The decision about when to launch a re-election campaign is typically one that that hinges on pragmatic considerations, Cohen said. “They’re usually operating more on the life cycle of the presidency,” he said.


“Year One is the year a president has to get his biggest policy proposals done. Year Two is the midterms. Year Three and Year Four are taken up by re-election.”

Political observers noted that past presidents did not rely on campaign rallies nearly as much, because they rarely made news.

“No-drama” Obama was known for rousing speeches, but nothing compared to the daily, or hourly, bag of surprises that confront viewers of a Trump speech. One never know what Trump might say that could drive an entire news cycle for days — for better or for worse.

American University Assistant Professor of American Politics Elizabeth Sherman said Trump’s campaign probably started up so early because “they are eager to get into campaign mode, justify many more rallies, raise money, and attack the Dems.”

Sherman said that “this has the great benefit of changing the subject from the more controversial and more negative subjects of the past few months … Getting the re-election train going allows him to do what he does best — hold rallies, show enthusiastic support, go on offense and put Democrats on defense. These are all things that Trump does very well.”

American University political historian Alan Lichtman has developed a model that has correctly predicted the final result of seven of the last eight presidential elections fairly early.

He said Trump was beginning his campaign so early because, “the president loves campaigning, loves rallies, loves adulation, hates the hard work of actually governing.”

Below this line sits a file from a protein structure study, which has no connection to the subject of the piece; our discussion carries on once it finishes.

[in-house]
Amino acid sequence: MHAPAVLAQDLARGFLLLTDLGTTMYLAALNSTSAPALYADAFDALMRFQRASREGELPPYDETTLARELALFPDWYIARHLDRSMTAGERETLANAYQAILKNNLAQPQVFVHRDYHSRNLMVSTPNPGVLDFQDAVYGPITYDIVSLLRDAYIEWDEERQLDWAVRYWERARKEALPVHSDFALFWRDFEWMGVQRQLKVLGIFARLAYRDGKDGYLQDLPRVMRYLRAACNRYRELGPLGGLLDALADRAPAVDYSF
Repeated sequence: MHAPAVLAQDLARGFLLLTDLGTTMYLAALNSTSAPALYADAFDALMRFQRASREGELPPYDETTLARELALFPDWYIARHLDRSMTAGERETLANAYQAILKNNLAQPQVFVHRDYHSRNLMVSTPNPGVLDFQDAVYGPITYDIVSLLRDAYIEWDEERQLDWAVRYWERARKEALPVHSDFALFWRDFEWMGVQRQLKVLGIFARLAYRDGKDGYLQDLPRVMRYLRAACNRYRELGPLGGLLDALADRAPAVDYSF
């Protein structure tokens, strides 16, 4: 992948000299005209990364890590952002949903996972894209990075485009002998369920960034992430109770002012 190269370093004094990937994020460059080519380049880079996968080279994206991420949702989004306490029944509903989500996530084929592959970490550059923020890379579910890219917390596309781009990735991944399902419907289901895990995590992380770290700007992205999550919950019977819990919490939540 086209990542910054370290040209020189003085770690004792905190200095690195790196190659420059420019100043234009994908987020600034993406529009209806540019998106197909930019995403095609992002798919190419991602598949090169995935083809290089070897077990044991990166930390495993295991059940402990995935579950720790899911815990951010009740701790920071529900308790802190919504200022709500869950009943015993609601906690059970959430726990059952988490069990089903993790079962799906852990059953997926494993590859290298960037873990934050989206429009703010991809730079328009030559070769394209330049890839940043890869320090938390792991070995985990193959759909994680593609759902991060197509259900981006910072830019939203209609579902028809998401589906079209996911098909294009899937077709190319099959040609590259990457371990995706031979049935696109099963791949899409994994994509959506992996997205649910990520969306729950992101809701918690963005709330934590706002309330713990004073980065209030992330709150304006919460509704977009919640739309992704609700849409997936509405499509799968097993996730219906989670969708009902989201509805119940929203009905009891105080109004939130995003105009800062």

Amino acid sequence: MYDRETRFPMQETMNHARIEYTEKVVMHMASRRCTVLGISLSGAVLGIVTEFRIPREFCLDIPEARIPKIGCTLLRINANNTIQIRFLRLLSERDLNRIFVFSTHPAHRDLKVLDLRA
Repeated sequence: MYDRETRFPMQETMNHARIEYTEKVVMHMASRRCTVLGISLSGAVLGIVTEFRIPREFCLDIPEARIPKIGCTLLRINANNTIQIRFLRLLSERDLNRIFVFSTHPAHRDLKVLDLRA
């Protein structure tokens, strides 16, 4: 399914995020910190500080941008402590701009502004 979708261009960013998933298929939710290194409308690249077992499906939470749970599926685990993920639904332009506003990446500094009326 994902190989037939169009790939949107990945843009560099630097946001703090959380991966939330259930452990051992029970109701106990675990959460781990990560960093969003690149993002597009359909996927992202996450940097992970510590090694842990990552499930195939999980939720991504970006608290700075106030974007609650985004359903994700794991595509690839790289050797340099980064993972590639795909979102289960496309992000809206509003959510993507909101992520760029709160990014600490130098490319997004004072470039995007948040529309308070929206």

Lichtman noted that Trump has already posted strong fundraising numbers, so there is no impediment to an official kickoff that allows him to focus his time and energy on the campaign. The drawback for the president? “It makes him look political instead of presidential.”

Cohen said that, in his view, there are few drawbacks for Trump to campaign early. “For this president, I’m not sure they’re risking a whole lot by starting early. By having a permanent campaign, Trump has made sure there will be no legitimate challengers in a primary.”

“A normal campaign would look at precedent, would study internal polling, but would also keep its eye on the role of the president as Commander-in-Chief and national leader, and factor that in,” Lichtman said. “Obama was very concerned about this. Trump is not.”

“I think the president’s scheduled rallies to distract from things that are happening in the news,” Cohen said. “Not only to distract the media, but to distract himself. Instead of sitting in the Executive Residence brooding over something he saw on TV, he can get out of his room and re-energize.”

“It’s a great reaction for him,” Lichtman said. “I don’t think it’s pinned to any set of bad press. In any other administration, this issue of Conway repeatedly and willfully violating federal law would be a major scandal. If Barack Obama had done that, Republicans would be shouting from the rooftops. What Trump is really good at is distraction, deflection, or disruption.”

“Trump and his team are always eager to move away from bad press,” said Sherman, who ticked though the list of bad news in U.S. foreign policy: the current imbroglio with Iran, Trump’s hesitance to start another war, Venezuela, North Korea, and even tariff fights.

Being able to focus on bragging about the economy, and attacking his political enemies, will prompt cheers and “lock them up” chants.

“He will have fun being in his comfort zone on the attack and try to regenerate the excitement of 2016,” she said. “The Democrats have so many voices on so many topics, they will have a hard time countering his focus, energy and intensity.”